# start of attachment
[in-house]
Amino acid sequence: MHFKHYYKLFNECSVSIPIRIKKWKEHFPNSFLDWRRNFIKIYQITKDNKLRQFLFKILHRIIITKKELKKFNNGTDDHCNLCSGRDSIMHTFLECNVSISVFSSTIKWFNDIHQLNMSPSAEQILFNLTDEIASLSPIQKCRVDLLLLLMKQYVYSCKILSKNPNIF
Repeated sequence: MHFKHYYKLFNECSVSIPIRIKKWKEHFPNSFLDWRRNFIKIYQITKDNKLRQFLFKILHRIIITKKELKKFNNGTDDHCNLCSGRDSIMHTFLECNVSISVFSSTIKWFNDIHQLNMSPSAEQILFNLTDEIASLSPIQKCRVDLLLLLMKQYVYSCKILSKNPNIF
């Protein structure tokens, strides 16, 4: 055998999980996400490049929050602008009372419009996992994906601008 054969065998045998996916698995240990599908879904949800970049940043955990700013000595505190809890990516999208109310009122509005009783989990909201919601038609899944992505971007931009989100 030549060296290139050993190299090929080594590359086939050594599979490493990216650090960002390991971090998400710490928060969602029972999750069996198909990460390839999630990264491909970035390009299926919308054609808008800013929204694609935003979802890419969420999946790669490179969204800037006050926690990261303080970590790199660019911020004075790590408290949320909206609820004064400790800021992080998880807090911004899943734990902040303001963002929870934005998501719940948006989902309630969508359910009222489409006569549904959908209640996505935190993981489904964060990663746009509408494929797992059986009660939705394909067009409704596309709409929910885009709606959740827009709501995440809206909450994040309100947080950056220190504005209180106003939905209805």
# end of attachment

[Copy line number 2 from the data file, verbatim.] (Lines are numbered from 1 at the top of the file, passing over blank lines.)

Amino acid sequence: MHFKHYYKLFNECSVSIPIRIKKWKEHFPNSFLDWRRNFIKIYQITKDNKLRQFLFKILHRIIITKKELKKFNNGTDDHCNLCSGRDSIMHTFLECNVSISVFSSTIKWFNDIHQLNMSPSAEQILFNLTDEIASLSPIQKCRVDLLLLLMKQYVYSCKILSKNPNIF